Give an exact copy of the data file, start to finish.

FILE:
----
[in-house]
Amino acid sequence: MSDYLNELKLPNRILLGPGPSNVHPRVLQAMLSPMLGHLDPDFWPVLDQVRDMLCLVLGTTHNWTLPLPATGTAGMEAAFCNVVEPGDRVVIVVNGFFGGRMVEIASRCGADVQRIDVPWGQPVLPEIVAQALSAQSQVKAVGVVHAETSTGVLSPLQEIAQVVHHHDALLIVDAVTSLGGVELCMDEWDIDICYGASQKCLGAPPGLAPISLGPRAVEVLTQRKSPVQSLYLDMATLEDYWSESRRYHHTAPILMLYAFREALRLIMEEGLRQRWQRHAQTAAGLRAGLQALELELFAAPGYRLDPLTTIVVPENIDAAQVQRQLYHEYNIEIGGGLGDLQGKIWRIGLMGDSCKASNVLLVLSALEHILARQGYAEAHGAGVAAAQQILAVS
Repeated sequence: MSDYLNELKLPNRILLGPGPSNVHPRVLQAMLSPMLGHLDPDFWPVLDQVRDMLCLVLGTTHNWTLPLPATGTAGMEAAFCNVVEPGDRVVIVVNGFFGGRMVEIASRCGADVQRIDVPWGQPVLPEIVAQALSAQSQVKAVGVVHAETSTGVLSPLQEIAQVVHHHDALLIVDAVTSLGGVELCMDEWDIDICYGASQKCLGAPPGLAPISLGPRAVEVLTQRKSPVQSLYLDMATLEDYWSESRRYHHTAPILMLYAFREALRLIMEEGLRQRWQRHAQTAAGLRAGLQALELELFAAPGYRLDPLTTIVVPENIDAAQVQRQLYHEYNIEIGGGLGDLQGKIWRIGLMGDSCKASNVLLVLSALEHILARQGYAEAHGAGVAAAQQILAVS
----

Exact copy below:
[in-house]
Amino acid sequence: MSDYLNELKLPNRILLGPGPSNVHPRVLQAMLSPMLGHLDPDFWPVLDQVRDMLCLVLGTTHNWTLPLPATGTAGMEAAFCNVVEPGDRVVIVVNGFFGGRMVEIASRCGADVQRIDVPWGQPVLPEIVAQALSAQSQVKAVGVVHAETSTGVLSPLQEIAQVVHHHDALLIVDAVTSLGGVELCMDEWDIDICYGASQKCLGAPPGLAPISLGPRAVEVLTQRKSPVQSLYLDMATLEDYWSESRRYHHTAPILMLYAFREALRLIMEEGLRQRWQRHAQTAAGLRAGLQALELELFAAPGYRLDPLTTIVVPENIDAAQVQRQLYHEYNIEIGGGLGDLQGKIWRIGLMGDSCKASNVLLVLSALEHILARQGYAEAHGAGVAAAQQILAVS
Repeated sequence: MSDYLNELKLPNRILLGPGPSNVHPRVLQAMLSPMLGHLDPDFWPVLDQVRDMLCLVLGTTHNWTLPLPATGTAGMEAAFCNVVEPGDRVVIVVNGFFGGRMVEIASRCGADVQRIDVPWGQPVLPEIVAQALSAQSQVKAVGVVHAETSTGVLSPLQEIAQVVHHHDALLIVDAVTSLGGVELCMDEWDIDICYGASQKCLGAPPGLAPISLGPRAVEVLTQRKSPVQSLYLDMATLEDYWSESRRYHHTAPILMLYAFREALRLIMEEGLRQRWQRHAQTAAGLRAGLQALELELFAAPGYRLDPLTTIVVPENIDAAQVQRQLYHEYNIEIGGGLGDLQGKIWRIGLMGDSCKASNVLLVLSALEHILARQGYAEAHGAGVAAAQQILAVS